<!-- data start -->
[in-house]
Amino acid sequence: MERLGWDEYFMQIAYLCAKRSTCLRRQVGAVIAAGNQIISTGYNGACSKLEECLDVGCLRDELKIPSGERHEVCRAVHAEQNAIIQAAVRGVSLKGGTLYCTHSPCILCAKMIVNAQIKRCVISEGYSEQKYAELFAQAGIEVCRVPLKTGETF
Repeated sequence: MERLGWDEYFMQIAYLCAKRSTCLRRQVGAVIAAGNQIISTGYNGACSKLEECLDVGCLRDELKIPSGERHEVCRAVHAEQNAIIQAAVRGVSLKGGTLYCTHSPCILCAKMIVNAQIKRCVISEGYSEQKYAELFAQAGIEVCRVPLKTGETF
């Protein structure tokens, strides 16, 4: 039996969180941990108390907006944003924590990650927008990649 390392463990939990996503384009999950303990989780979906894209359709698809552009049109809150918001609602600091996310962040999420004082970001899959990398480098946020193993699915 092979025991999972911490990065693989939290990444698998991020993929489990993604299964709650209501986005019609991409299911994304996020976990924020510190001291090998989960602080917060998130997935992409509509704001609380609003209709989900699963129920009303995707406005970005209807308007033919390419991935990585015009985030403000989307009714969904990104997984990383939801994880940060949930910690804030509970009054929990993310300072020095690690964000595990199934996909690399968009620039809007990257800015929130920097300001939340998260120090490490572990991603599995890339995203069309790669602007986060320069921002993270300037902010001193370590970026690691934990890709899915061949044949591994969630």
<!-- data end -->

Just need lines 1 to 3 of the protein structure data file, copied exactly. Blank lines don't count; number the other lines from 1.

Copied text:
[in-house]
Amino acid sequence: MERLGWDEYFMQIAYLCAKRSTCLRRQVGAVIAAGNQIISTGYNGACSKLEECLDVGCLRDELKIPSGERHEVCRAVHAEQNAIIQAAVRGVSLKGGTLYCTHSPCILCAKMIVNAQIKRCVISEGYSEQKYAELFAQAGIEVCRVPLKTGETF
Repeated sequence: MERLGWDEYFMQIAYLCAKRSTCLRRQVGAVIAAGNQIISTGYNGACSKLEECLDVGCLRDELKIPSGERHEVCRAVHAEQNAIIQAAVRGVSLKGGTLYCTHSPCILCAKMIVNAQIKRCVISEGYSEQKYAELFAQAGIEVCRVPLKTGETF